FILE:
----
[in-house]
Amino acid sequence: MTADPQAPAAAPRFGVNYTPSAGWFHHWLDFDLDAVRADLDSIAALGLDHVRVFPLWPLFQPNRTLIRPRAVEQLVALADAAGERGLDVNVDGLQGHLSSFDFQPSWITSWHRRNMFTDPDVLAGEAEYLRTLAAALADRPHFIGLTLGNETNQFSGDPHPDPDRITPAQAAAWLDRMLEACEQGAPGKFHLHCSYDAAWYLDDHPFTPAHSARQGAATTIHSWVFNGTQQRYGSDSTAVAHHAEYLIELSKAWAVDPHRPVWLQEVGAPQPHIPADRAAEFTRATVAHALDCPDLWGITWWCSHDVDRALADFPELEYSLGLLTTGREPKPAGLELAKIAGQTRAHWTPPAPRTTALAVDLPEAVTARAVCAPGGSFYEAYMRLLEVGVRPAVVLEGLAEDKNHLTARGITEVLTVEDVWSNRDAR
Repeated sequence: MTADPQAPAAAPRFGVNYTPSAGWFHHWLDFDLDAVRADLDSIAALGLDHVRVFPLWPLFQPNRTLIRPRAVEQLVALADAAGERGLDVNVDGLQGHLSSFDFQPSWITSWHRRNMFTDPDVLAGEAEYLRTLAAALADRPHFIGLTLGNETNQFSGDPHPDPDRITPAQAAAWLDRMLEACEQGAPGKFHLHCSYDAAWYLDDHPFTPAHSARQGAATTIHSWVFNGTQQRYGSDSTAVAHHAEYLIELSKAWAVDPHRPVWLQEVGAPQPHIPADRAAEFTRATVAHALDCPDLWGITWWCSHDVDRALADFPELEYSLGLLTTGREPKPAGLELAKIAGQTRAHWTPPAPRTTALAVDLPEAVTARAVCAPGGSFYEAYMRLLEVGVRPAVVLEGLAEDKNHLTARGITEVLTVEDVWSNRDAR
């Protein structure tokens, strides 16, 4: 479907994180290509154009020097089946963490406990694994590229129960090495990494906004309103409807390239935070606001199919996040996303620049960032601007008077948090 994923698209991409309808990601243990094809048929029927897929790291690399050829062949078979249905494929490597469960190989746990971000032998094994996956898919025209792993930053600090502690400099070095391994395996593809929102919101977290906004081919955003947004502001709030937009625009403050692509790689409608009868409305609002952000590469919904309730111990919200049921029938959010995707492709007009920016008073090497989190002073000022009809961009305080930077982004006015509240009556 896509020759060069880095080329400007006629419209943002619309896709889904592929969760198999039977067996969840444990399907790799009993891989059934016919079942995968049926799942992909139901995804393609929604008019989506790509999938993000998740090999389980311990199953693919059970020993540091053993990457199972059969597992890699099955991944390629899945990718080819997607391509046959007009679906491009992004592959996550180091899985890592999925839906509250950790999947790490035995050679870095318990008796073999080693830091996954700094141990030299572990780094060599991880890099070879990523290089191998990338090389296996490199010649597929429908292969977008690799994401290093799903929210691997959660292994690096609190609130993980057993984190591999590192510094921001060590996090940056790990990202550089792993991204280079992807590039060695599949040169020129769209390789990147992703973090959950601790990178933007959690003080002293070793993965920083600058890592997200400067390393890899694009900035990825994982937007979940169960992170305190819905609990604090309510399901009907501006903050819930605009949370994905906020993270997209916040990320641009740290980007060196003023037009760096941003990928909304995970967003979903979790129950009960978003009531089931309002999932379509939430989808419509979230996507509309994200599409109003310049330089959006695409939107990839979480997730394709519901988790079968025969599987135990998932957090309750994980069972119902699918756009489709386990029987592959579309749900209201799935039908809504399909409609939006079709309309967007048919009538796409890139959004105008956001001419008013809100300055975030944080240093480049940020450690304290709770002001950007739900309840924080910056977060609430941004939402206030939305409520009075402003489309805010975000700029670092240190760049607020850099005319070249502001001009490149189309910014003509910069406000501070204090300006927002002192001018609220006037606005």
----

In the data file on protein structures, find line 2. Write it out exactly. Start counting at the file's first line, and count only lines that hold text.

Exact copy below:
Amino acid sequence: MTADPQAPAAAPRFGVNYTPSAGWFHHWLDFDLDAVRADLDSIAALGLDHVRVFPLWPLFQPNRTLIRPRAVEQLVALADAAGERGLDVNVDGLQGHLSSFDFQPSWITSWHRRNMFTDPDVLAGEAEYLRTLAAALADRPHFIGLTLGNETNQFSGDPHPDPDRITPAQAAAWLDRMLEACEQGAPGKFHLHCSYDAAWYLDDHPFTPAHSARQGAATTIHSWVFNGTQQRYGSDSTAVAHHAEYLIELSKAWAVDPHRPVWLQEVGAPQPHIPADRAAEFTRATVAHALDCPDLWGITWWCSHDVDRALADFPELEYSLGLLTTGREPKPAGLELAKIAGQTRAHWTPPAPRTTALAVDLPEAVTARAVCAPGGSFYEAYMRLLEVGVRPAVVLEGLAEDKNHLTARGITEVLTVEDVWSNRDAR